Software development is a creative pursuit. It takes intense focus as well as time away from a problem to for subconscious work. Both of these cognitive modes are debilitated by stress and anxiety.
A major source of anxiety is uncertainty. Uncertainty is almost always deeply personal, and may be about many things:
- Are we earning enough to live comfortably?
- Are we compensated fairly for our time, effort and skills?
- Are our skills improving in a worth-while direction at a reasonable rate?
- Are we learning what we want to learn?
- Am we at risk of stereotype threat?
- Is our work of a good quality?
- How do others perceive us? (especially those we respect or in positions of authority.)
- Is our work environment comfortable and condusive to our work style?
- Does our work matter?
- Do people expect us to represent other people like us?
- And many, many more.
We may map these reasons to dan pink's three drivers for motivation:
Anxiety saps our motivation by discouraging or obscuring mastery, making us subservient to our fears, and keeps us focused inward instead of on the effect of the work we're doing. When we are anxious our conscious and sub-concious attention is drained, preventing us from executing.
In a well-adjusted team, we must make an effort to:
- Understand the anxieties we face individually and as a group.
- Take concrete steps to address and alleviate anxieties.
- Advocate for and make systemic changes which mitigate these anxieties.
Our responses to how anxiety manifests are often personal. There's no "one size fits all" approach to ensure people maintain a state of productive flow unhindered by uncertainty and anxiety; however there are some things that have significant impact:
Anxieties rooted in finances are sticky. People feel uncomfortable discussing money and companies prefer to keep personnel costs low. This is especially true in software companies which have most of their budget devoted to salaries and benefits.
Some companies are taking radical steps, such as using a salary formula and publicly publishing salary data. I'm not 100% sold on this level of transparency, but it is a powerful way to address perceived fairness. Here are a few other steps to reduce anxiety and maintain high levels of creativity, attention, and motivation:
- Pay people well and fairly, regardless of role. Pay hierarchies cause people to resent others in roles at different pay levels, especially when there's not many opportunities to understand and appreciate the work others are doing.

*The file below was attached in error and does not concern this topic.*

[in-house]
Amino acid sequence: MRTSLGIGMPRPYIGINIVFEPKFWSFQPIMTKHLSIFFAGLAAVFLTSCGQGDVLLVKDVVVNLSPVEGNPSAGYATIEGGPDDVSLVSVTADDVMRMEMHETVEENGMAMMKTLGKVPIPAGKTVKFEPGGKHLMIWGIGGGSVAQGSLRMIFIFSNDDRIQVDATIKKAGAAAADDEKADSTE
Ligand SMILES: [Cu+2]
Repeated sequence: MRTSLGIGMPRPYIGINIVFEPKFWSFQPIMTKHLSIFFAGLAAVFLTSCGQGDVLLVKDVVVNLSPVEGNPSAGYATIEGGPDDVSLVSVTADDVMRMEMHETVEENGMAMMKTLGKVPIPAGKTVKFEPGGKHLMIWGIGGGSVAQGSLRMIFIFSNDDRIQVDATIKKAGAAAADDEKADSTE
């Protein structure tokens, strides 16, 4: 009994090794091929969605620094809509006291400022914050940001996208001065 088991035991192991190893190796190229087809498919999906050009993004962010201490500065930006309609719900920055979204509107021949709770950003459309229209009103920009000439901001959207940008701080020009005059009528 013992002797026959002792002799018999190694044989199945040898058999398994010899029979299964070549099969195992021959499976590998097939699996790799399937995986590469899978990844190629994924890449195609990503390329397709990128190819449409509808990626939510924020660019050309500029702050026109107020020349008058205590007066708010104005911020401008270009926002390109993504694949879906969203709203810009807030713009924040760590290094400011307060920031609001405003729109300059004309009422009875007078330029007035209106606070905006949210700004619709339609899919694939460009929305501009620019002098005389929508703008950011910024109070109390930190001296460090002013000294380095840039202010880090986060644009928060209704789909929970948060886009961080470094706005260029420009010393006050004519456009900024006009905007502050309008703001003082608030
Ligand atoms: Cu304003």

- Don't trade "culture" for compensation. Office toys and work-cations are fun, but it doesn't put food on the table; and they can cause unintended division. Perks can't take priority over respect.
- Don't over-sell equity. Future income doesn't alleviate current financial pressure. A high-value on equity may encourage distrust, since the founders, executives or board members "selling" the equity tend to over-value it. Plus, startup equity disproportionaly benefits owners over employees.
Many software professionals are driven by our ability to create. We want to see our abilities deepen and learn complementary skills. At the same time, we fear our work is sub-par or we don't belong.
While we can't guarantee the language or framework we're using will continue to be in fashion, we can:
- Provide a set of expectations about what skills are valued in a given role. By explicitely defining what makes a "Senior" engineer vs. a "Junior" one, we create a mirror for people to look into and self-evaluate that the skills they have are valuable.
- Focus on fundamentals and core skills instead of frameworks and technologies. New techniques, libraries, and concepts come and go in the software world. By encouraging people to level up their core skills we create current and future safety.
- Support new ideas and techniques. Discouraging teammates from trying out a new technology or user research technique is an easy way to cause self-doubt and anxiety.
- Support learning. Encourage reading at work. Provide a budget for self-improvement that doesn't have to be spent on conferences. Support people in the things and ways they want to learn, not just what a company deems worthwhile.
Layoffs and re-organizations are almost always a source of anxiety. Buffer has a very interesting approach of publicizing their financial data every month. While, again, this may not work for every business; providing reliable information that builds trust among the people in the business is crucial. Some anxiety inducing questions are:
- Are our sales healthy?
- Is there a connection between the work we're doing and customer satisfaction/financial stability?
- What are the risks people see and how are we avoiding them?
- Are there up-coming organizational changes that may affect how I do my work?
How each company addresses these kinds of questions is tough. No matter how you choose to do so, there's a few tactics that are effective:
- Terseness is a virtue. Long meandering reports are more interesting for the person doing the reporting than the people effected by it.
- Make it consumable asyncronously. Being able to read and review information at ones own convenience allows people to decide when and what to explore.
- Consistency is huge. Consistency in both delivery and type of information presented helps people notice trends.
- Don't mandate it. Not everyone wants all the information or even the same information. Distributing knowledge via a mandatory meeting can cast people who are not anxious about the information as disengaged.
Providing financial stability, direction and time for improving skills, and knowledge about the current and likely future state of a company all go a long way in freeing up a teams mental capacity.
I'd love to hear your thoughts on how anxiety and uncertainty affects software teams! Why not drop me a line?